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I Shot Andy Warhol

movie reviewmovie review out of 4

All-Reviews.com Movie Review: I Shot Andy Warhol

Starring: Lili Taylor, Jared Harris
Director: Mary Harron
Rated: R
RunTime: 104 Minutes
Release Date: May 1996
Genres: Comedy, Drama, Gay/Lesbian


*Also starring: Lothaire Bluteau, Martha Plimpton, Stephen Dorff, Anna Thomson, Peter Friedman, Tahnee Welch, Donovan Leitch, Michael Imperioli, Reg Rogeis



Reviewer Roundup
1.  Steve Rhodes review follows movie reviewvideo review
2.  Andrew Hicks read the review movie reviewmovie reviewmovie review

Review by Steve Rhodes
1½ stars out of 4

I SHOT ANDY WARHOL is set mainly in the mid 60s and is based on a true story. It is done in quasi-documentary style and tells about the life of Valerie Solanas (Lili Taylor) who shot Andy Warhol (Jared Harris) because "he had too much control over my life." The reason he had so much control is because he would not produce her play claiming it was "too disgusting even for us." I can not even repeat its name in this G rated review of an R rated film.

The movie starts with Andy alive but his body bloody and quivering after being shot. The police want to know why she shot him, but she keeps telling them it is too complicated to explain. The film then switches to her time in college and works it way back to the shooting.

The best thing going for this basically worthless film is the strong and effective performance by Lili Taylor. Valerie describes herself as a "butch dyke." She is as tough as nails. After college she supports herself with panhandling and heterosexual prostitution while living a life as a lesbian. She starts a one person revolutionary group called SCUM (Society for Cutting Up Men), and she reads constantly from her SCUM Manifesto. A lot of her philosophy is obtuse. She says, "You got to go through a lot of sex to be ready for anti-sex." She hangs out with her friend Stevie (Martha Plimpton) and Stevie's girlfriend, the male transvestite Candy Darling (Stephen Dorff).

The cinematography (Ellen Kuras) is in color, but with many cuts to grainy black and white footage of Valerie reading from her play or her manifesto. The slow editing (Keith Reamer) and the almost non-existent music (John Cale) of the film is in sharp contrast to the vibrant and energetic trailers for the picture. I was impressed by the trailers. Warhol is right about the play being crude. The longest excerpt we hear has to do with everyone eating excrement.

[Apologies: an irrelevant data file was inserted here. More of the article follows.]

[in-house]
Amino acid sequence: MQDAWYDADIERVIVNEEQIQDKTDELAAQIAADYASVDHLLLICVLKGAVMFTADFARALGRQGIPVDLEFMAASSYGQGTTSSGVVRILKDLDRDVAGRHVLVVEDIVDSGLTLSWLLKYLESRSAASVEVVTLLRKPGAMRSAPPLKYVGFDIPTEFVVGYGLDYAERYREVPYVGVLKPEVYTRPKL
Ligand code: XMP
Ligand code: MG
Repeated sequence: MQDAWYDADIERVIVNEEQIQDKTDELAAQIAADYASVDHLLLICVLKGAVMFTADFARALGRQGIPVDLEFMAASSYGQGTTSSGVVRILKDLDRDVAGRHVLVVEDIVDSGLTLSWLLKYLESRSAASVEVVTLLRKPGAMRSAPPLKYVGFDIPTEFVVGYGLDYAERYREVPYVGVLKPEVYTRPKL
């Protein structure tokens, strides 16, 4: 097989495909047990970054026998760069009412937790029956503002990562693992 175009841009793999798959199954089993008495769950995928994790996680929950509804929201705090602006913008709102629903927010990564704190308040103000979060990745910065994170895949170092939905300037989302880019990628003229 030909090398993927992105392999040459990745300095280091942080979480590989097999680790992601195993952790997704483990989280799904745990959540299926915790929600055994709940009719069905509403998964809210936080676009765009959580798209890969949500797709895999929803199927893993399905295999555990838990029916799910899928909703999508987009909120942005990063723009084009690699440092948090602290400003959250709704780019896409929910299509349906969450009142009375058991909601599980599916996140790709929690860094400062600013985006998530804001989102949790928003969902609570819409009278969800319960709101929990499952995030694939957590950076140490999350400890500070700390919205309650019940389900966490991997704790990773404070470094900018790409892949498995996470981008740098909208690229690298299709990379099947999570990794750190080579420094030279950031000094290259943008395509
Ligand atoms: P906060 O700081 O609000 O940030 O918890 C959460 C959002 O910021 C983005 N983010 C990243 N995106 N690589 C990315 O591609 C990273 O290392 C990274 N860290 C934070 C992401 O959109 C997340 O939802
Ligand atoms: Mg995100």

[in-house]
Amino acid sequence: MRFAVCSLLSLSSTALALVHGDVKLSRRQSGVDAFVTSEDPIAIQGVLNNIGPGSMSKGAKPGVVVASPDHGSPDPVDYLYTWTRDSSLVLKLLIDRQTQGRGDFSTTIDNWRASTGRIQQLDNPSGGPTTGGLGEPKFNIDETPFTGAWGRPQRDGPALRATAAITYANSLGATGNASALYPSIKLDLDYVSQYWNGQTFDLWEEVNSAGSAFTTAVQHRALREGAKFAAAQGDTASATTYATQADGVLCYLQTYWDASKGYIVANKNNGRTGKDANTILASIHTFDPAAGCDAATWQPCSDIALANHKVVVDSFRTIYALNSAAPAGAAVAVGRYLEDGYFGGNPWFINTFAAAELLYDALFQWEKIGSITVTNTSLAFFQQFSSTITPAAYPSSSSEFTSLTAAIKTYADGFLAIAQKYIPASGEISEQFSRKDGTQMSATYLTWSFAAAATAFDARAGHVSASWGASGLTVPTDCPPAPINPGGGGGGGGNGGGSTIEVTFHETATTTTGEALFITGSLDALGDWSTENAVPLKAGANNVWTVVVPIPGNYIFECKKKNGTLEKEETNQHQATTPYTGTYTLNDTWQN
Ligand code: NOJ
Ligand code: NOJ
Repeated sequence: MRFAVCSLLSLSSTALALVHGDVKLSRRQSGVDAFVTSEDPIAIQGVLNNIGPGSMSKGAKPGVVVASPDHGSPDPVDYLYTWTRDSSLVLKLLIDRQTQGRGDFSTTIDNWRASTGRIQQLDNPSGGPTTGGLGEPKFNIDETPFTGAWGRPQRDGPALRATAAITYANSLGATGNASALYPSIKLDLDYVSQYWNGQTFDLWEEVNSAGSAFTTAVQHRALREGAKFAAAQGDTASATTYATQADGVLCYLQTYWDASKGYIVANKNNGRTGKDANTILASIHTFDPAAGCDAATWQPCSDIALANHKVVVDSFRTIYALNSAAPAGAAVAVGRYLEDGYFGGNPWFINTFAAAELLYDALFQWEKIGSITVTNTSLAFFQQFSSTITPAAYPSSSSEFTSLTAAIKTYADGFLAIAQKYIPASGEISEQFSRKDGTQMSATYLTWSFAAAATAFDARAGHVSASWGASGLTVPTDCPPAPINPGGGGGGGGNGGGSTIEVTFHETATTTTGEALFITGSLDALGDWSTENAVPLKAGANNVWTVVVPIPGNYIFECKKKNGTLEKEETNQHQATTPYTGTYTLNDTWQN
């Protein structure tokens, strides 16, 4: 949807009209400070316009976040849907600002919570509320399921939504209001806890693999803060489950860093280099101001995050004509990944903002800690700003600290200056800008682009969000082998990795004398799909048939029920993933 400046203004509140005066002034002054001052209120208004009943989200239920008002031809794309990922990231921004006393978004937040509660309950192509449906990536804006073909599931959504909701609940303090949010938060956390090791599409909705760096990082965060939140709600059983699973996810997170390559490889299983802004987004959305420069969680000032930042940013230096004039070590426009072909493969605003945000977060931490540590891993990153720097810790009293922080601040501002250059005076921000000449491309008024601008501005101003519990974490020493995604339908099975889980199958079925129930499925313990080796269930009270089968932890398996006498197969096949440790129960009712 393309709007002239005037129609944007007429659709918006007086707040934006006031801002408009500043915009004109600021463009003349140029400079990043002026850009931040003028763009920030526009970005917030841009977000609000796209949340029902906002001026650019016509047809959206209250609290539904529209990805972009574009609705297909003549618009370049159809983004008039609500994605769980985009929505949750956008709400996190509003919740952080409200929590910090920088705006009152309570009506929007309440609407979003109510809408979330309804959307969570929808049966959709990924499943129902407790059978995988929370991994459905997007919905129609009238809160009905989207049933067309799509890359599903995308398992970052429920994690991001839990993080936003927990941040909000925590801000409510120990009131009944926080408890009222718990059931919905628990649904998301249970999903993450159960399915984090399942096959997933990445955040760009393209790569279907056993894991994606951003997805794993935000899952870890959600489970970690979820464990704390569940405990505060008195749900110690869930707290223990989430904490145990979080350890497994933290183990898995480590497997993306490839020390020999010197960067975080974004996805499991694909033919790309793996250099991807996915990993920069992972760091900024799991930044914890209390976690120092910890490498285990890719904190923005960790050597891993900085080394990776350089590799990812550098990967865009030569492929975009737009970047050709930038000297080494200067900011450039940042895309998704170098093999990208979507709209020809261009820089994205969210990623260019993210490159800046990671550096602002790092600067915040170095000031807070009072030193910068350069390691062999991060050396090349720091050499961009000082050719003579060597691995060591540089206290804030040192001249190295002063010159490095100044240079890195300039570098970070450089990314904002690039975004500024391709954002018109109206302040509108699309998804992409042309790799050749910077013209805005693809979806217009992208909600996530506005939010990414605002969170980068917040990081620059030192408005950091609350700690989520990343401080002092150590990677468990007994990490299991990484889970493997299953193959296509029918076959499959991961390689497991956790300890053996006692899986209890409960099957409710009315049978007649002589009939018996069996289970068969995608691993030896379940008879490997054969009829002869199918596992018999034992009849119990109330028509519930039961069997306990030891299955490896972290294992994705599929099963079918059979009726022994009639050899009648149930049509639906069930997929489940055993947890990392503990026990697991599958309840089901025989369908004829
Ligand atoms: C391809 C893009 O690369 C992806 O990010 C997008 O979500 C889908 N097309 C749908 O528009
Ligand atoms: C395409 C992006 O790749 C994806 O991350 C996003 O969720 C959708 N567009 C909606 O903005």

I had a lot of trouble trying to figure out why this picture was made. What was the director trying to accomplish? I finally decided perhaps the message was about the shallowness of the 60s drug culture in general and of Andy Warhol in particular. In the film, we see unhappy people doing pills, pot, LSD, and heroin. There is even a mock Eucharist scene where they use the words to the Mass but give the kids LSD cubes instead of the host.

Andy comes off as having no visible talent, and his brain seems to be on another planet. When a TV reporter ask him, "Why do you spend your time making underground films?" He answers, "It's easier than painting." When asked which painters he likes best, he replies, "Oh, all of them."

His friends having a vastly stilted view of "The Factory" where Warhol's people hang out and work. His second in command as it were, Gerard Malanga (Donovan Leitch), likens The Factory to the old MGM star system. He then goes on to say, "Our kids are a lot like the Disney children except they are modern kids. They take drugs and have sex."

I SHOT ANDY WARHOL runs 1:40. It is rated R. There is nudity, explicit sex of many flavors, some violence, bad language, and lots of smoking and drug usage. I would only let quite mature teenagers see it. I can not recommend this film whose only claim to fame, other than the great performance by Lili Taylor, is its attempt to shock and to show us the nihility of the 60s drug culture and of Andy Warhol. For Taylor's performance I give the movie * 1/2.

Copyright 1996 Steve Rhodes

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